One common myth about Israel’s creation is that it was born due to the Holocaust, and as a result of the United Nations’ Partition Plan of 1947.
In reality, Israel was created by the Jews themselves as a result of more than a half-century of organizing.
The myth continues that Holocaust-guilt reached a pinnacle on November 29, 1947 - when the UN General Assembly voted to partition the British Mandate for Palestine into Jewish and Arab lands.
Thus, the narrative insists, Europe sought to ease its guilt over the Jews, at the expense of Arabs. What makes this narrative total nonsense?
1) Jews are the indigenous people of Judea, then Palestine, preceding Arab arrival by some two millennia and having maintained a continuous presence and several periods of sovereignty in this land over some 3,000 years, since the Kingdom of David in 1,000 BCE.
2) The Arabs—who did not define themselves as Palestinians until 1964 —have never had sovereignty or even control over Palestine.
3) The formation of the State of Israel in Palestine was preceded by determined Zionist organizing that began officially in 1897 with the first Zionist Congress—45 years before the shame of Wannsee.
4) A distinct ambivalence—and even outright opposition — toward a Jewish state in Palestine predominated in many nations, including Britain and the United States.
While Great Britain deserves credit for the 1917 Balfour Declaration, it quickly did a U-turn, violating its League of Nations-granted mandate by carving out two-thirds of the land for what became Jordan.
Then, it produced the infamous 1939 Palestine White Paper which virtually eliminated Jewish immigration to Palestine.
Issued just months before Hitler’s genocide against Jews was launched, the White Paper cut off European Jewry from the only place in the world to which they could flee - just as they were being slaughtered and desperately needed sanctuary.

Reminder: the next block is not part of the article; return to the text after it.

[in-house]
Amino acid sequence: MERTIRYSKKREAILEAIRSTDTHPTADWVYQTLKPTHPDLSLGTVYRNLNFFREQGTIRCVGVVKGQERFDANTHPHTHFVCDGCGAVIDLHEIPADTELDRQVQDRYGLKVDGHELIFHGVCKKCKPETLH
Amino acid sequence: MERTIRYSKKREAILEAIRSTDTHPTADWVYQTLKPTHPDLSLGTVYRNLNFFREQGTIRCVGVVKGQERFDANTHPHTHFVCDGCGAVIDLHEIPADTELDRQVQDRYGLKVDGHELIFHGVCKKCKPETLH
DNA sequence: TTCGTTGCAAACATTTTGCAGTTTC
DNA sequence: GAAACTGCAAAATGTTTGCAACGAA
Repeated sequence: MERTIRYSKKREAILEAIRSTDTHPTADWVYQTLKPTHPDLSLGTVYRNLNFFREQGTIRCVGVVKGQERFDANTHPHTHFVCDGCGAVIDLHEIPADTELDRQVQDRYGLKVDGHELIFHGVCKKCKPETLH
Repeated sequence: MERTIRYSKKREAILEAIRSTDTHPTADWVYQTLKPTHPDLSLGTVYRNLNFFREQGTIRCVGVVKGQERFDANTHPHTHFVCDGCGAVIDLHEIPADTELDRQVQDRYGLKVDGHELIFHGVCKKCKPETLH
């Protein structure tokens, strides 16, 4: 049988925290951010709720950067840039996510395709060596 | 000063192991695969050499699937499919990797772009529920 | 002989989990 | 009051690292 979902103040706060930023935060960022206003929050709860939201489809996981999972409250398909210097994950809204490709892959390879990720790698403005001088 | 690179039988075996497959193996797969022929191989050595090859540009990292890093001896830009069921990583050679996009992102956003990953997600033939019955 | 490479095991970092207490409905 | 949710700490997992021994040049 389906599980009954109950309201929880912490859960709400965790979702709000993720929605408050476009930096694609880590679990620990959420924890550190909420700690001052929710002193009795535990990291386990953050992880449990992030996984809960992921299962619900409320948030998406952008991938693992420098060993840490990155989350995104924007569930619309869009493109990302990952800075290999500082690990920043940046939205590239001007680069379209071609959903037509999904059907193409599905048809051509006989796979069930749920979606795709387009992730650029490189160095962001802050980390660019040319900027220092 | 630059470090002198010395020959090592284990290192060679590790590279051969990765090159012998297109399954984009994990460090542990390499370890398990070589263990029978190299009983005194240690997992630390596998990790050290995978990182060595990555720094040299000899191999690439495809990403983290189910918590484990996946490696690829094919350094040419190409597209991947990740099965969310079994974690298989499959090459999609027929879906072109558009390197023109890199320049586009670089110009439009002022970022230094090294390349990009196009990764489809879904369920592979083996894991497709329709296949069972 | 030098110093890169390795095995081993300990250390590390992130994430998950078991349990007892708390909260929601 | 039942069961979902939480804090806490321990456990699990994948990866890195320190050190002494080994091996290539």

Other countries wouldn’t shelter them—much less welcome them. In the ensuing world war, the Jews were trapped in a veritable slaughterhouse, which the Wannsee Conference had made far more efficient.
After Germany’s defeat, the Allies created the United Nations, which did nothing to help Jewish survivors reach Palestine from their ghastly refugee camps in Europe. There was no call to Britain to lift the White Paper’s limits on immigration to Palestine, where a civil war erupted between Jews and Arabs—with each also attacking the British.
Britain, exhausted by World War II, announced in early 1947 that it was relinquishing its UN Mandate for Palestine.
Thus, the 1947 UN vote to partition Palestine was, essentially, an empty gesture. However, it was clear that some kind of division of Palestine was certain once the British withdrew.
Caring more about relations with Arab nations than the survivors of the Holocaust, the Allies all imposed arms embargoes against the Jews of Palestine.
The UN partition plan did nothing to protect a Jewish state in Palestine, and nobody gave a damn about the survival of the Jewish people. The State of Israel was declared on May 14, 1948, moments after the last British troops left.
The UN resolution hadn’t called for Jewish statehood, and many foreign politicians thought it was unwise, including the American Secretary of State, George Marshall.
The European powers, the US, and the UN prepared to watch a continuation of the Holocaust as Israel was attacked simultaneously by several Arab armies. Israel survived—and has flourished—because of the incredible commitment, leadership and courage of its own population—then just a few hundred thousand—facing millions of Arabs and five invading armies.
The courageous leaders and people of Israel created—and fought at a huge cost of blood and treasure to create—the State of Israel in 1948.